Forsyth Tech also partners with Winston-Salem State University in the dual enrollment Regionally Increasing Baccalaureate Nurses (RIBN) Program to encourage beginning students and Licensed Practical Nurses to earn their Bachelor of Science in Nursing.

Judi Saint Sing
Judi Saint Sing is public relations manager for Forsyth Technical Community College.

New Nurses Graduate Triad Schools in Middle of Pandemic

Chelsea Carmon was in the middle of performing a nursing preceptorship, a period of hands-on learning under a seasoned professional, when it was called off in mid-March.

It was supposed to be the capstone to her nursing studies at UNCG, “the closest thing to being an RN without having a license.” But with the COVID-19 crisis sweeping through the country, she had to finish coursework virtually.

Forsyth Tech prepares for virtual graduation

This is a big week for some graduates here in the Triad. More than 1,700 students are graduating from Forsyth Tech.
That is one of the largest groups in the school’s history. Over half are receiving degrees or certificates in the medical field. Forsyth Tech President Dr. Janet Spriggs says the students are excited about getting on the front lines to help patients impacted by the coronavirus.
The graduation this week won’t be like the ones students have experienced in the past. This time it will be a virtual live stream. The community can watch it on Forsyth Tech’s YouTube channel at 5 p.m., May 7.

Free mask deadline approaching for Forsyth Tech employees

Friday is the last day for employees at a local community college to get their free face masks. This is part of Winston-Salem’s Mask the City campaign.
Forsyth Tech purchased 11 cases with a thousand masks to protect its faculty and staff. The school started handing then out on Monday.
Employees are encouraged to drive up to the Allman Center, stay in their cars and roll down their windows. A mask will be handed to them. The distribution time is 10 a.m. to noon until the masks are all gone.

Perspective | Leadership in a brave new normal: Forsyth Tech takes up the challenge

In January, when I began my second year as president of Forsyth Technical Community College, I never imagined how the coming months would unfold. Obviously, we were all watching the evolving situation with the novel coronavirus, COVID-19, but I don’t think any of us anticipated how quickly and dramatically all our lives would change.

I am reminded of poet Robert Burns’ famous line, “the best laid plans of mice and men often go awry.” No matter how much we plan, things we don’t expect and don’t anticipate often change those plans. This was certainly not what we envisioned for our spring semester, but it was, so to speak, the hand we had been dealt, and therefore the hand we would have to play.

MIXXER is using its talent and tools to produce protective equipment for hospitals

A large white board, spanning a few feet across, stood on metal legs. Bold, stenciled lettering spelled out the words “2020 ConnExxpo” across the top of the frame.

Monthly events filled the board’s white space. A March 20 seminar titled “Entrepreneurship” described as “Make Stuff. Get Paid!” in purple was the first of two seminars Alan Shelton canceled since shutting the doors to MIXXER, a nonprofit makerspace just off Martin Luther King Jr. Drive, five days earlier out of growing concern for the coronavirus outbreak. That roughly 8,000-square foot building — equipped with anything from an anvil to circular saws, Singer sewing machines and even 3D printers spanning the concrete floors — was nearly vacant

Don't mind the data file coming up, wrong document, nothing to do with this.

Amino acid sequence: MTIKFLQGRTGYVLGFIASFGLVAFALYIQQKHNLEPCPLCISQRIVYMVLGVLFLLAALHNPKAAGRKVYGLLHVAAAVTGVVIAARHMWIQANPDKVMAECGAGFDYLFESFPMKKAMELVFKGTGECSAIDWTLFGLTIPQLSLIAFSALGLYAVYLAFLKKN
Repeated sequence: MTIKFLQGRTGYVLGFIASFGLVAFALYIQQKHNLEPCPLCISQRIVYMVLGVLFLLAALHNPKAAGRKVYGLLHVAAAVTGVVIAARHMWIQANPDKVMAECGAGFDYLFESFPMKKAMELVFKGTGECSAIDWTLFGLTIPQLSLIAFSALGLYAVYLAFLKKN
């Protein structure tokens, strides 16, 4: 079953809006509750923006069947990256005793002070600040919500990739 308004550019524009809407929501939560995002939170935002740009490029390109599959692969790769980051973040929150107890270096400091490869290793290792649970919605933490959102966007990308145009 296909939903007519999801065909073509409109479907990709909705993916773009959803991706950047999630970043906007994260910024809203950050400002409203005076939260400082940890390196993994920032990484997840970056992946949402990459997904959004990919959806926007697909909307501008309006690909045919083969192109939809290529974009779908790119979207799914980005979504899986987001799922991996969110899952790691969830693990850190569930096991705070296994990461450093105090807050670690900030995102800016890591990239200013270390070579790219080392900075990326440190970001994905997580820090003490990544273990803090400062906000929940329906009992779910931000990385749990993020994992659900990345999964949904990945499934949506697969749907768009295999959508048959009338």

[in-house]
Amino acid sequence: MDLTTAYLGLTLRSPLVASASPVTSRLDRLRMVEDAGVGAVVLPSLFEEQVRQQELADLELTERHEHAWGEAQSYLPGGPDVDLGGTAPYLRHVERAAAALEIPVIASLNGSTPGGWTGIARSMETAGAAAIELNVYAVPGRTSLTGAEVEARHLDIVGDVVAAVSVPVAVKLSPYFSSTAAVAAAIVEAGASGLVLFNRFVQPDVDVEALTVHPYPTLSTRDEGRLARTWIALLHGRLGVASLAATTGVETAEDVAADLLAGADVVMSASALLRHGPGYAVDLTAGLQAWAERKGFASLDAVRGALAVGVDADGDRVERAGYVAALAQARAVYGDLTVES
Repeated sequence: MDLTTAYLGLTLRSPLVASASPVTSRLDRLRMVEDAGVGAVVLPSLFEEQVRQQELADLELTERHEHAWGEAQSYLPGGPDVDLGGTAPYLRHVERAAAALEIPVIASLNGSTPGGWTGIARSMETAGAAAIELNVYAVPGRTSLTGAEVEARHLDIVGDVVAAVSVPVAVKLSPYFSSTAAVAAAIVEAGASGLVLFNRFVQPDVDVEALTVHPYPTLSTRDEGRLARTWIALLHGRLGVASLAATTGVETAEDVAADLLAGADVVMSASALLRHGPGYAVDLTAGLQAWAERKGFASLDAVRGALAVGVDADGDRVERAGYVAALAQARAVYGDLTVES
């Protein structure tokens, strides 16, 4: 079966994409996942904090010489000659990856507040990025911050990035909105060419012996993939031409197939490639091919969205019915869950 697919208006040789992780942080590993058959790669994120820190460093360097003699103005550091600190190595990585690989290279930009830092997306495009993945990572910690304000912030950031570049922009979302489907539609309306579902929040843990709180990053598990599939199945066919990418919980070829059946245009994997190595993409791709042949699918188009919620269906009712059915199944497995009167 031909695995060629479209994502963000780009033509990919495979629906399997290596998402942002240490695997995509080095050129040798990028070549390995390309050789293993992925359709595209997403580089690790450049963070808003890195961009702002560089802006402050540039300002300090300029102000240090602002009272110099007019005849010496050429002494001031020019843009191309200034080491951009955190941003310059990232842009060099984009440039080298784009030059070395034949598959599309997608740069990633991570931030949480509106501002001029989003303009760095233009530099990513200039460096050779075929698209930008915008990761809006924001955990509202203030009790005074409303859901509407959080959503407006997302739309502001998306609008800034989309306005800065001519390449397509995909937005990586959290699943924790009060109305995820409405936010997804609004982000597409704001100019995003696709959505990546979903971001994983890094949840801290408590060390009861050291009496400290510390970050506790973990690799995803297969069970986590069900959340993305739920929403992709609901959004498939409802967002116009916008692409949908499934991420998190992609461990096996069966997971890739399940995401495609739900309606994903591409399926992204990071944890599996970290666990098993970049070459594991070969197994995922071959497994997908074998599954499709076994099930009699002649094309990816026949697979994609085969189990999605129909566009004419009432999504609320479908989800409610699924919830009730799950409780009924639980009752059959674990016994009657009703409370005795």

College and Career Readiness Students: The Next Enrollment Group

Take people where they are and carry them as far as they can go. As a North Carolina community college educator, I have been trained to remember this statement by Dallas Herring as the reason to show up to work every day. With this statement, it’s also important that community colleges not let policies and procedures impede their mission, especially as it relates to student services and enrollment. One often overlooked student group in these discussions is College and Career Readiness (CCR) students who take free classes. If they were recognized as a target group for enrollment and provided with wrap-around services early in their studies, then community colleges are later more likely to enroll these students into advanced level programs and retain them more easily.

A recent Forsyth Technical Community College graduate shares her experiences serving on the front lines with COVID-19.

On Good Friday, Savannah Hayes drove into work at a Novant Health COVID-19 screening center in Winston-Salem with a basket of eggs in the seat next to her.

In our pre-pandemic world, Hayes, a newly minted nurse, would have had the day off. Those eggs would have gone to her three children. She wouldn’t have been hiding them for the sole purpose of delighting her (adult) colleagues just a few days before Easter.

Pro wrestler Fulp is feeling the impact of COVID-19

KING — Mickey Fulp, a 2015 South Stokes graduate, has continued his normal daily routine since the stay-at-home order on March 27 due to the COVID-19 virus.

Fulp has been wrestling professional since 2016 with several different independent wrestling companies including Allied Independent Wrestling Federation (AIWF), Real Shoot Wrestling, Firestar Pro Wrestling, and Premier Wrestling Federation (PWF). He was able to complete his last scheduled event on March 7, but April sites have been canceled with hope of returning to the ring by the first weekend of May.

“Wrestling is my only source of income and I’m not making that right now,” Fulp said. “I’m just doing some basic exercises at the house to stay in shape. Hopefully I’ll be back in the ring in May, but realistically I don’t see all of this blowing over until at least June.”